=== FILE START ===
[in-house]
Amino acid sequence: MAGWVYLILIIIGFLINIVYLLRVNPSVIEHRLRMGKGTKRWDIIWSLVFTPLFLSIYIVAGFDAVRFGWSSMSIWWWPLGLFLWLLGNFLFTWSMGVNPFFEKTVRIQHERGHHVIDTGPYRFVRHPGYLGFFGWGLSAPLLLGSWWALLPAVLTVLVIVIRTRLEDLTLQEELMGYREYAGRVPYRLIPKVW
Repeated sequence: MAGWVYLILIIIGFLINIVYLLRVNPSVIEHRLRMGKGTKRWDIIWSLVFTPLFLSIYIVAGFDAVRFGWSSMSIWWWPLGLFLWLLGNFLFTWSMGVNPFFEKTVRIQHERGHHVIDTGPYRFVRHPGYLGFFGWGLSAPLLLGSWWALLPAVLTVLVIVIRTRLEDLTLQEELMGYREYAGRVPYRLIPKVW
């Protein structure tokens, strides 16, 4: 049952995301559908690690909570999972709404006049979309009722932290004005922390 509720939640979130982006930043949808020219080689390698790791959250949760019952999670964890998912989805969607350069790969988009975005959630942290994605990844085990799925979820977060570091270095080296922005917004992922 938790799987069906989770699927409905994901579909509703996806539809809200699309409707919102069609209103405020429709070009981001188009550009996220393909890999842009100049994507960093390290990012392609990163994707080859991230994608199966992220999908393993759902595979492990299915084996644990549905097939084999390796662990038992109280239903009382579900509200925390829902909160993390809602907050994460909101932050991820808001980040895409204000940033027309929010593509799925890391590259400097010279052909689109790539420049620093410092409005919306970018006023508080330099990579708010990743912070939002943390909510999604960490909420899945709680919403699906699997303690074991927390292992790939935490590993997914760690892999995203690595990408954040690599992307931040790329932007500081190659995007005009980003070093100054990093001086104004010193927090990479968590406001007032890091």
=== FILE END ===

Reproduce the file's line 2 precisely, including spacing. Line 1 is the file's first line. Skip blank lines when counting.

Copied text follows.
Amino acid sequence: MAGWVYLILIIIGFLINIVYLLRVNPSVIEHRLRMGKGTKRWDIIWSLVFTPLFLSIYIVAGFDAVRFGWSSMSIWWWPLGLFLWLLGNFLFTWSMGVNPFFEKTVRIQHERGHHVIDTGPYRFVRHPGYLGFFGWGLSAPLLLGSWWALLPAVLTVLVIVIRTRLEDLTLQEELMGYREYAGRVPYRLIPKVW